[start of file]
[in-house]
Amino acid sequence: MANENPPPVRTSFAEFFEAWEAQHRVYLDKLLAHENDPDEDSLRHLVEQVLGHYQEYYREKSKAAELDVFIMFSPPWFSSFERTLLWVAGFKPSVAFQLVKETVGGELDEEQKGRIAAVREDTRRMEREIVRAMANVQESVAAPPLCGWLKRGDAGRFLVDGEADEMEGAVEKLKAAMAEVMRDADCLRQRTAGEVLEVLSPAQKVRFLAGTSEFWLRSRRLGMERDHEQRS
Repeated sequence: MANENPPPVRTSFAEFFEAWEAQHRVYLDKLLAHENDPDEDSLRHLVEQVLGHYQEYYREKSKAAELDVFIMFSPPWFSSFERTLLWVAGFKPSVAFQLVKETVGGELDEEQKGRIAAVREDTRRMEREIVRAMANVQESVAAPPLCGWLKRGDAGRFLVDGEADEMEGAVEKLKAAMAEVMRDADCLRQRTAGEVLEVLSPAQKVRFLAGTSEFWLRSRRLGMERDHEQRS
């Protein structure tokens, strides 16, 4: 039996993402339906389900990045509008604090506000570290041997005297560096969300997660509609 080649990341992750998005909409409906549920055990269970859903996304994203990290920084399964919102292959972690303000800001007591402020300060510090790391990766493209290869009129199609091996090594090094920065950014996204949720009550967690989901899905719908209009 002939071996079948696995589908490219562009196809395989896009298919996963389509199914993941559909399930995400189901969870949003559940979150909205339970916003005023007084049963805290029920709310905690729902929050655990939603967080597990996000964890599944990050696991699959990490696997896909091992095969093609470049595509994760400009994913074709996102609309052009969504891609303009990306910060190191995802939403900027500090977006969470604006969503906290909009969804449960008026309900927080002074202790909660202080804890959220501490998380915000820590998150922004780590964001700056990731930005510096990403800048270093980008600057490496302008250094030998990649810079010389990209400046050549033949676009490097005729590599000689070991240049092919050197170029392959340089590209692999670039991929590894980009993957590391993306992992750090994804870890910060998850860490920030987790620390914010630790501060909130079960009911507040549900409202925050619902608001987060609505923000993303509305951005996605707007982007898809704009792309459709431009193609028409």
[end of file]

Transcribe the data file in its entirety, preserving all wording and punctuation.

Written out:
[in-house]
Amino acid sequence: MANENPPPVRTSFAEFFEAWEAQHRVYLDKLLAHENDPDEDSLRHLVEQVLGHYQEYYREKSKAAELDVFIMFSPPWFSSFERTLLWVAGFKPSVAFQLVKETVGGELDEEQKGRIAAVREDTRRMEREIVRAMANVQESVAAPPLCGWLKRGDAGRFLVDGEADEMEGAVEKLKAAMAEVMRDADCLRQRTAGEVLEVLSPAQKVRFLAGTSEFWLRSRRLGMERDHEQRS
Repeated sequence: MANENPPPVRTSFAEFFEAWEAQHRVYLDKLLAHENDPDEDSLRHLVEQVLGHYQEYYREKSKAAELDVFIMFSPPWFSSFERTLLWVAGFKPSVAFQLVKETVGGELDEEQKGRIAAVREDTRRMEREIVRAMANVQESVAAPPLCGWLKRGDAGRFLVDGEADEMEGAVEKLKAAMAEVMRDADCLRQRTAGEVLEVLSPAQKVRFLAGTSEFWLRSRRLGMERDHEQRS
């Protein structure tokens, strides 16, 4: 039996993402339906389900990045509008604090506000570290041997005297560096969300997660509609 080649990341992750998005909409409906549920055990269970859903996304994203990290920084399964919102292959972690303000800001007591402020300060510090790391990766493209290869009129199609091996090594090094920065950014996204949720009550967690989901899905719908209009 002939071996079948696995589908490219562009196809395989896009298919996963389509199914993941559909399930995400189901969870949003559940979150909205339970916003005023007084049963805290029920709310905690729902929050655990939603967080597990996000964890599944990050696991699959990490696997896909091992095969093609470049595509994760400009994913074709996102609309052009969504891609303009990306910060190191995802939403900027500090977006969470604006969503906290909009969804449960008026309900927080002074202790909660202080804890959220501490998380915000820590998150922004780590964001700056990731930005510096990403800048270093980008600057490496302008250094030998990649810079010389990209400046050549033949676009490097005729590599000689070991240049092919050197170029392959340089590209692999670039991929590894980009993957590391993306992992750090994804870890910060998850860490920030987790620390914010630790501060909130079960009911507040549900409202925050619902608001987060609505923000993303509305951005996605707007982007898809704009792309459709431009193609028409």